U.S. Supreme Court Justice Antonin Scalia greets arrives for the Legal Services Corp.'s 40th anniversary conference luncheon in Washington, Sept. 15, 2014. Chip Somodevilla/Getty Images

UPDATE: 5 p.m. EST — A source told CNN no autopsy would be performed on U.S. Supreme Court Justice Antonin Scalia. The Washington Post tweeted the judge who affirmed Scalia’s death did not order an autopsy, and his family did not ask for one.

Original story:

The body of U.S. Supreme Court Justice Antonin Scalia was released to an El Paso, Texas, funeral home Sunday, one day after he was found dead at a Marfa-area resort ranch. Scalia reportedly died of an apparent heart attack amid plans to go quail hunting.

Scalia’s body was taken from the Cibolo Creek Ranch in the Big Bend region to the Sunset Funeral Homes, said Chris Lugan, a spokesman for the funeral home. He was embalmed about 4 a.m., the San Antonio News Express reported. It was not immediately clear whether an autopsy would be performed.

Scalia’s body was escorted by a procession of 20 law enforcement officers, the Associated Press reported. It was expected to be flown home to Virginia Tuesday, and flags were ordered flown at half-staff on federal buildings around the nation and U.S. embassies and military facilities around the world.

As speculation swirled over who would be nominated to take his place on the nation’s high court by President Barack Obama, Republicans vowed to block any nomination until after the November election. Such a delay could mean the court would remain split 4-4, conservatives to liberals, not only through the current term but through the 2017-18 term as well, since a new president will not take office until January 2017. Decisions split 4-4 mean the appellate decision in a case is upheld.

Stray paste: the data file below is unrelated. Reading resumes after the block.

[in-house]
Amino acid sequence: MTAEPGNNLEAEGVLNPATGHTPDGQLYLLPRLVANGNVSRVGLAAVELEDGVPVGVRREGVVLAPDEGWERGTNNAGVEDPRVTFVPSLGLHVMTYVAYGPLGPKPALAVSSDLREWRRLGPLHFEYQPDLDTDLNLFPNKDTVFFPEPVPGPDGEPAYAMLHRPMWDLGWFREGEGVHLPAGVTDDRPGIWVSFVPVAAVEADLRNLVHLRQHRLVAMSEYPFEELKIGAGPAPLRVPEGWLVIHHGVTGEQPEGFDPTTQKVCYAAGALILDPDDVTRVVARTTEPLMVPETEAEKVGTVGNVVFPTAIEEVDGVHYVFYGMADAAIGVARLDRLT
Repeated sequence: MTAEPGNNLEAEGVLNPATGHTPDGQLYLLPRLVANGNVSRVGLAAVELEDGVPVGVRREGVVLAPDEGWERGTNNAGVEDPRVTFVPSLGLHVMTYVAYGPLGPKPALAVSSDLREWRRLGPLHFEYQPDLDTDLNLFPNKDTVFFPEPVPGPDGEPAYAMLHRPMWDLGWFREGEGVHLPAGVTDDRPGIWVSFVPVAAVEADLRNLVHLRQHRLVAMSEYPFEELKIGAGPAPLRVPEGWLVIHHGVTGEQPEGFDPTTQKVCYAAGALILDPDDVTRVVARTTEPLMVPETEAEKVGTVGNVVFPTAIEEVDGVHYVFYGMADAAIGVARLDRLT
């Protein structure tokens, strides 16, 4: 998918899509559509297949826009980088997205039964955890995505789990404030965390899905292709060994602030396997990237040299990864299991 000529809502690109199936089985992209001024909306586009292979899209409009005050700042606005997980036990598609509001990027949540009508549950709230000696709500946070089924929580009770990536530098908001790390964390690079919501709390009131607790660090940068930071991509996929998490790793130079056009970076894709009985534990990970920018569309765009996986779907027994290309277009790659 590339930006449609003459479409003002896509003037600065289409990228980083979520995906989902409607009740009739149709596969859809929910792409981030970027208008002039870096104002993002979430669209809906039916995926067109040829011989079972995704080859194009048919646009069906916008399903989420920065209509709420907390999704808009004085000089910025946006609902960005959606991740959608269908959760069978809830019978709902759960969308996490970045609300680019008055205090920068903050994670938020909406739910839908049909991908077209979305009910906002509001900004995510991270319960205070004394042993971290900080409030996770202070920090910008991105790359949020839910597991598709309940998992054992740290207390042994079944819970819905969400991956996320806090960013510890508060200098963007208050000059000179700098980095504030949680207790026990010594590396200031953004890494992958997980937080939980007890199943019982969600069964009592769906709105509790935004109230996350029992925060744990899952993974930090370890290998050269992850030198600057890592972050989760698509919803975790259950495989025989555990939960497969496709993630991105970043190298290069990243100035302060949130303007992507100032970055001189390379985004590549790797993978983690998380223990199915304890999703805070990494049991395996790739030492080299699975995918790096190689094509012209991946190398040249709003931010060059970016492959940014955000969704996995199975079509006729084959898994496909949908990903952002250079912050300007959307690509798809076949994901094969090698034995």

A Supreme Court justice has not been nominated and seated during the final year of a presidential term for 80 years. Although Justice Anthony Kennedy ascended to the bench in 1988, the final year of then-President Ronald Reagan’s term, he was nominated in November 1987 after the Senate rejected two previous nominees.

Scalia was a staunch conservative and strict interpreter of the U.S. Constitution, insisting the words of the original document and its amendments be understood as they were when the tenets were adopted.